color of text in the RIGHT panel
color of steps names in the LEFT panel
caption color (as in Bottom panel)
set the title of the isntallation
set the Java look and feel of the
installer: This can be one of "windows",
_SET_FONT, <element>, <font_face>,
set the specified font element to
the one provided.
title of textual panel (if any), copy, unzip panels etc..
steps names in the LEFT panel
can be almost anything, but to maintain portability among platform use:
SET, <var_name>, <value>
set the value of a variable to
the one given. Please note that the variable name is specified without
enclosing $s. As a special case, setting "DEBUG"
to 1 or true
enables console debugging
START, <step_name>, <title>
Defines a start state, with a
title and a text
START_IMG, <step_name>, <text>
Defines a start state, with a
caption and an image
Please note that even if no explicit
START or START_IMG state is given, a default one is created.
SHOW, <step_name>, <image_file>
adds a step named <step_name>
that display an image (JPG or GIF supported).The path to the image
file can be absolute, or -better- relative to files packed inside
the main JAR file.
DISPLAY, <step_name>, <text_file>
adds a step named <step_name>
that display a scrollable text file. The path to the text file can
be absolute, or -better- relative to files packed inside the main
WRITE, <step_name>, <text>
adds a step named
<step_name> that display a text string
INPUT, <STEP_NAME>, <TITLE>,
<PROMPT TEXT>, <VAR_NAME> [, <DEFAULT_VALUE>]
adds a step named <STEP_NAME>
that propmt the user to specify a value. The prompt has a text and
a global title, and the value the user enters is stored in the variable
named <VAR_NAME>. If there is a default value, this value is
pre-inserted in the input field
<TITLE>, <PROMPT TEXT>, <VAR_NAME> [, <DEFAULT_VALUE>]
adds a step named <STEP_NAME>
that propmt the user to choose a directory. A convenience "Browse"
button is provided. The prompt has a text and a global title, and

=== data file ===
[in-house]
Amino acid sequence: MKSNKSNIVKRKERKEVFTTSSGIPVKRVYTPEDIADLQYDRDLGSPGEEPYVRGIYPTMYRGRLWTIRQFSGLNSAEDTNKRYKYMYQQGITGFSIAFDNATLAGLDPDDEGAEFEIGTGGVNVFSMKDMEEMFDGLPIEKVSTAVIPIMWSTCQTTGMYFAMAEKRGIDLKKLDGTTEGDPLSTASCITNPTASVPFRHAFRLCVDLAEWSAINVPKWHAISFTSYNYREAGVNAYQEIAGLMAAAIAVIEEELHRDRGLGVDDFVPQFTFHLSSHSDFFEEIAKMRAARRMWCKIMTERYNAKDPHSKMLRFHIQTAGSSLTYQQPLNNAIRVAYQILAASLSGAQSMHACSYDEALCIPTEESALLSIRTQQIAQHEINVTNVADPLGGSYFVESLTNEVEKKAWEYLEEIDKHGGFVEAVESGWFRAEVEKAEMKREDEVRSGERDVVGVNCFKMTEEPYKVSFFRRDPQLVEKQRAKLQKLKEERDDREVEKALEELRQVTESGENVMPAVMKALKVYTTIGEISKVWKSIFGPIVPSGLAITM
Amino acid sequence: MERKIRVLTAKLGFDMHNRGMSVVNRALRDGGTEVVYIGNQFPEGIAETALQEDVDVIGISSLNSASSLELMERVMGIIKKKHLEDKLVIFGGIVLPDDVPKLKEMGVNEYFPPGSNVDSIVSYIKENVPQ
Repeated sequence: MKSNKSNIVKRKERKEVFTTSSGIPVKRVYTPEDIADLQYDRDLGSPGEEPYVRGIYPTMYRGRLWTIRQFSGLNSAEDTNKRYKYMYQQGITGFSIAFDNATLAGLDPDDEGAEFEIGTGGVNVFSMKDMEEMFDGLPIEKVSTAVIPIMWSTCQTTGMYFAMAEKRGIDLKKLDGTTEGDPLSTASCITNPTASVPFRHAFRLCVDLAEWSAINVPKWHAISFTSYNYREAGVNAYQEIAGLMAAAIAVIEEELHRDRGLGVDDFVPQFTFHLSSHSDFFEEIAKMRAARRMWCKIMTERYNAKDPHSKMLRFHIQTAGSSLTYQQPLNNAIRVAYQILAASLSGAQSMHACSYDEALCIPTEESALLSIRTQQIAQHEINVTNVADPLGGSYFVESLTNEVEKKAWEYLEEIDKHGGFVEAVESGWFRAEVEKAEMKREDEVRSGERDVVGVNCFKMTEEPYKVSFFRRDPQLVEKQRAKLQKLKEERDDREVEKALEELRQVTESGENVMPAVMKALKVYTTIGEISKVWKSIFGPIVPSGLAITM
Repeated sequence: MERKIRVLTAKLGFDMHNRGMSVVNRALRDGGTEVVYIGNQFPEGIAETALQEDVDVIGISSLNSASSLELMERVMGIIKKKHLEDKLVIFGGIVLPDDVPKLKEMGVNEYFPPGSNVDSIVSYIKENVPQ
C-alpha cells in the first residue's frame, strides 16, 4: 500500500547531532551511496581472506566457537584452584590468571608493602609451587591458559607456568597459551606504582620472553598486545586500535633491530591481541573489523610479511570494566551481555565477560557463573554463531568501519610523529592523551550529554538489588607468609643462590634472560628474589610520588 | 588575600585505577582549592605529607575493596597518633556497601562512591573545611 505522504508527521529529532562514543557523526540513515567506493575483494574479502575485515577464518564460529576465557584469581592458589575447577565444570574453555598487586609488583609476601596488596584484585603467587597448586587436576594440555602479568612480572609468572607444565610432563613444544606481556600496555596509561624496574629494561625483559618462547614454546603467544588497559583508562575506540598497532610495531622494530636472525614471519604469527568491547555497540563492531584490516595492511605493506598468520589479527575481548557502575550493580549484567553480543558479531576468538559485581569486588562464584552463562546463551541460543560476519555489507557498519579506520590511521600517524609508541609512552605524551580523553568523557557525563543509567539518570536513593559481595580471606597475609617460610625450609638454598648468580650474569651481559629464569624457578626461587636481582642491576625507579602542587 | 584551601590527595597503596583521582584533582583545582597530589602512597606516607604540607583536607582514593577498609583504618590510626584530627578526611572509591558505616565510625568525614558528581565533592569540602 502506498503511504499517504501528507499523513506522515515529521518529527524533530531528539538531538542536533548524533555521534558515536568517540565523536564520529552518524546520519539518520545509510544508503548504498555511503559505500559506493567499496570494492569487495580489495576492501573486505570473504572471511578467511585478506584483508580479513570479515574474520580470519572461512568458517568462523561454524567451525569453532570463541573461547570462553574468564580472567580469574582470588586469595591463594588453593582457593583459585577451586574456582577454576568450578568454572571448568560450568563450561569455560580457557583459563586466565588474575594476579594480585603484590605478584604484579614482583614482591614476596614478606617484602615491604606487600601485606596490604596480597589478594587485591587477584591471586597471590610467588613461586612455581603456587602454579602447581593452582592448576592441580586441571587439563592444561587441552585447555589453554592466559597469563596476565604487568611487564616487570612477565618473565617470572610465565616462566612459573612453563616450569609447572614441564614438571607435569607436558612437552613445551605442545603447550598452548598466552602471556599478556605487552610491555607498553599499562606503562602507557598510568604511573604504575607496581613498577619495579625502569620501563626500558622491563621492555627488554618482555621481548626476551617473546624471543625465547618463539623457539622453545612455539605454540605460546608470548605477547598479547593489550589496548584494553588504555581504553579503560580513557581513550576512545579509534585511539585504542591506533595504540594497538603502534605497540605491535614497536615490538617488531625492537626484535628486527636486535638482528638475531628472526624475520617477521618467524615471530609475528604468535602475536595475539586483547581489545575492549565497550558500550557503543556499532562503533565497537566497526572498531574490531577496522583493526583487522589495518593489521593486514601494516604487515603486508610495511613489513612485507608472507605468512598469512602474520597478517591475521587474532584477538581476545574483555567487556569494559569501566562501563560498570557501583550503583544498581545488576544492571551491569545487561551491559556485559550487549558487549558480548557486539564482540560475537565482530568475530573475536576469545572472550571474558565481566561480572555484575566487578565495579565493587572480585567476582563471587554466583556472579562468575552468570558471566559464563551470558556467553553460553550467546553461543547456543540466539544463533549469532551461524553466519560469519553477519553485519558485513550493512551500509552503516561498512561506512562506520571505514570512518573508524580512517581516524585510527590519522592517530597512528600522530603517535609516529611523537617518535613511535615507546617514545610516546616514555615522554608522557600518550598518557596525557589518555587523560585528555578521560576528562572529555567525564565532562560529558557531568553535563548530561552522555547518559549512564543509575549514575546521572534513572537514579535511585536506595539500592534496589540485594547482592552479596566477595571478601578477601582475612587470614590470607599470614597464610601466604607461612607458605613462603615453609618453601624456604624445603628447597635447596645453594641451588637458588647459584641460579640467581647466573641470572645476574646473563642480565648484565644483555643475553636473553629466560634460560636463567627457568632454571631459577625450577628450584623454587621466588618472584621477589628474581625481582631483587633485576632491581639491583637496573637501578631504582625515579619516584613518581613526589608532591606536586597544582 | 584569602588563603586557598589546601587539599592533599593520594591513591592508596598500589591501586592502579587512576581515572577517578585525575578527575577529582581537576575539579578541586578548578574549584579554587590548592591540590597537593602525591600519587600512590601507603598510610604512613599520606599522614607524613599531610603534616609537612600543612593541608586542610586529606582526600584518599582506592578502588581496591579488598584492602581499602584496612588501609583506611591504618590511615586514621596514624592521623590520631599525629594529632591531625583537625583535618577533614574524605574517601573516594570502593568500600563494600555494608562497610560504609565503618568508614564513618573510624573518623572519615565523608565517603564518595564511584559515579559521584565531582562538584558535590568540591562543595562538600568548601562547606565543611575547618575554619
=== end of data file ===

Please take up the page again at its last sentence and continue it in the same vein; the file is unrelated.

the chosen directory is stored in the variable named <VAR_NAME>.
If there is a default value, this value is pre-inserted in the input
UNZIP, <STEP_NAME>, <TEXT>,
adds a step named <STEP_NAME>
that unzip a file in the user file system. The zip file specified
must be JARred in the install.jar file. The destination directory
is a directory in the user file system. If the directory does not
exists, MiniInstaller tries to create it.
COPY, <STEP_NAME>, <SRC_DIR>,
Copy files from source dir to
destination dir. Files copied are the one given by the file mask.
If a file list is given, it is a list of files or files mask separated
by a comma (so enclose the list in double quotes). Masks are in the
very simpe form of: 1) *
2) *.* 3) foo*
4) *bat 5)
Ast*.java. No serious things like a*b.foo*
EXEC_JAR, <STEP_NAME>, <JAR_FILE>,
<PARAM_1>, .., <PARAM_N>
adds a step named <STEP_NAME>
that excutes a jar file with parameters. The JAR file specified must
be JARred in the install.jar file. The JAR file must specify in its
manifest the Main-Class attribute. When executing the Jar, the installer
invokes the main class's (provided it is Public) "main"
method with the given number of parameters, that can be zero or more.
The STDOUT result is storer in the special variable $_$
and displayed on the page.
It is more or less formally eqivalent to writing:
EXEC_JAR_METHOD, <STEP_NAME>, <JAR_FILE>,
main_class, "main", param1, .., paramN
with the differcence that here parameters
are packed inside a String array (String)
that is passed as the only parameter to the main
<JAR_FILE>, <CLASS_NAME>, <METHOD>, <PARAM_1>,
adds a step named <step_name>
that excutes a method inside a jar file with parameters. The JAR file
specified must be Jarred in the install.jar file. The installer looks
for the STATIC PUBLIC method of the given CLASS (give the fully qualified
name of the class!), and the method is invoked with the given parameters.
The first method of the given class with the same number of parameters
as the ones passed is invoked. Simple conversion is made from String
to appropriate types. No conversion is possible to arrays, so avoid
using arrays. Use this to build libraries of classes and methods.
The result of the method invokation, if
any, is converted to String using standard toString() methods, is
displayed on the page and stored in the special
You can specify the actual path or relative path of the jar file inside
the main JAR. If you experience problems try making the main Class
As an example:
class, method, arg1, .., argN
executes a java public static
method on an object of the class given. The method must be static
and public, along with the class. The .class must be jarred in the
jar file plainly (i.e. not inside another jar file). It cannot reside
in a separate direcvtory but must BE in the root directory. Or in
directories that reflect the package the class belongs to, but starting
from the root directopry.
net.userlab.Test, doSelfTest, true looks
for a public static method named "doSelfTet", in a class
whose byte code should reside in a directory located UNDER the ROOT